Finally, the EHRC is also responsible for drafting the new Single Equalities Bill due to be presented to parliament later this year which will include a new Single equality Duty. This duty will extend the duties to the other strands – and remove anomalies that have developed in the treatment of discrimination in the different strands -- moving us towards a unified approach to discrimination, no matter what the cause. This will make it easier to deal with discrimination issues where there are multiple issues. E.g., if a 60 year old black disabled trans women is discriminated against, under current legislation, different rules would apply depending on the nature of the discrimination.

Gender Equality Duty – April 2007

The Gender Equality Duty is crucially important for Trans people because it totally changed the way discrimination was treated within the Public sector. The Gender Equality Duty required Public sector organisations to promote equal opportunities and take action to prevent discrimination and harassment on the ground of gender, including gender reassignment. The Duty came into force in April 2007 and has since been replaced by the Public Sector Equality Duty. Under this duty all public sector organisations were required to undertake consultation to establish the primary issues in their area of responsibility and also to prepare and publish a Gender Equality Scheme detailing how they intended to prevent discrimination and harassment, and promote equality of opportunity.

The Equality Act (Sexual Orientation) Regulations 2007

This made it illegal to discriminate against gay and lesbian people in the delivery of goods and services. For example, prior to this, a guest house or hotel could refuse to provide a room to two man because they were gay. The legislation met with considerable resistance during its passage though parliament and, notably, trans people were not included in the Equalities Act, and so were not protected by this legislation. That said, a lot of trans people are often considered gay or lesbian at some stage in their lives, whether before or after transition.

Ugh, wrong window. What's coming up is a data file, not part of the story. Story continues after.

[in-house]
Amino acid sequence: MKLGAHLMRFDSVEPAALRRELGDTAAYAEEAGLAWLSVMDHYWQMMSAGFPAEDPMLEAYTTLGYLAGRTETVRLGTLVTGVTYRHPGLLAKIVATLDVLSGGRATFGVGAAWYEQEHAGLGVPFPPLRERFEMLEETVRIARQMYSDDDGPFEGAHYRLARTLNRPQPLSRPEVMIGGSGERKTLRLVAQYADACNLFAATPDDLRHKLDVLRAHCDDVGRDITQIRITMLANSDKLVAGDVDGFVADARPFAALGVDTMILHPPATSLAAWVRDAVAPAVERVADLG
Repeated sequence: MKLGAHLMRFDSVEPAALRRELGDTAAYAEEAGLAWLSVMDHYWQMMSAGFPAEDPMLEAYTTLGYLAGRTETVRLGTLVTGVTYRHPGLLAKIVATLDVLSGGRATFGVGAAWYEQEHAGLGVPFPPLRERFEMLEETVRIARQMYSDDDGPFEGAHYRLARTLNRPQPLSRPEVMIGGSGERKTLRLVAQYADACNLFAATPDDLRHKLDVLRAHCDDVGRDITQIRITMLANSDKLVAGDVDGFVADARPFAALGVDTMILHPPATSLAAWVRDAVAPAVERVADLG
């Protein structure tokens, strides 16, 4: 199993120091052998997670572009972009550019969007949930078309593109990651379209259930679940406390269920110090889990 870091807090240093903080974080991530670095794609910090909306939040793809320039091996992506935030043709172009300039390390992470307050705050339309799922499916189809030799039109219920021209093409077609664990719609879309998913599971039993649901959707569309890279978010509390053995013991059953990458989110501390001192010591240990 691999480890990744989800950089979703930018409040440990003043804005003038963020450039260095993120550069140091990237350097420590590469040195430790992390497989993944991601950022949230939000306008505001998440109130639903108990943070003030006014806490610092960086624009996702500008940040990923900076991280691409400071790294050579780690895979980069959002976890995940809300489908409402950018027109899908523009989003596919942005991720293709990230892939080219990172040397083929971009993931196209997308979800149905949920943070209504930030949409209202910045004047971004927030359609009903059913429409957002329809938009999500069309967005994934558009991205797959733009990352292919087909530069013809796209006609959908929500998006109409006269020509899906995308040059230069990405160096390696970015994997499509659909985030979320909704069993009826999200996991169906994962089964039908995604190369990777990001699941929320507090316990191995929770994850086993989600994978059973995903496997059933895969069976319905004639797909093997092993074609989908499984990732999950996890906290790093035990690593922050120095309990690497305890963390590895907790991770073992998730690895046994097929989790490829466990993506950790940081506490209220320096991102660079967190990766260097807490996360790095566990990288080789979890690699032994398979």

European Directive 2004/113/EC December 2007 – (December 21st 2007)

One reason for trans people being excluded from the goods and services legislation related to sexual orientation was the prior existence of this European Directive, which required the UK government to extend the Sex Discrimination Act to include gender reassignment.

Sex Discrimination (Amendment of Legislation) Regulations 2008

This amendment provided protection for people who were planning to undergo, had undergone or were undergoing a medically supervised programme of Gender Reassignment, making it illegal to discriminate against them in the delivery of goods and services. The amendment was supposed to have been put in place by December 21st 2007 – but due to an objection by Ian Paisley, then First Secretary of Northern Ireland, it was not passed until April 2008 after Paisley had resigned. Once again comprehensive exemptions were provided on the grounds of religious belief.

Equality Act 2010

This was one of the Labour Governments Flagship pieces of legislation comprehensively overhauling all previous equality and diversity legislation and as far as possible harmonising the treatment of the equality strands, now called Protected characteristics. This act probably impacted trans people more than any other group partly because it introduced provision that applied to some protected characteristics but had not applied to Gender Reassignment, and also because of a small change in the definition which significantly broadened the reach of the legislation to include most trans people who were not undergoing a "medically supervised" process of gender reassignment.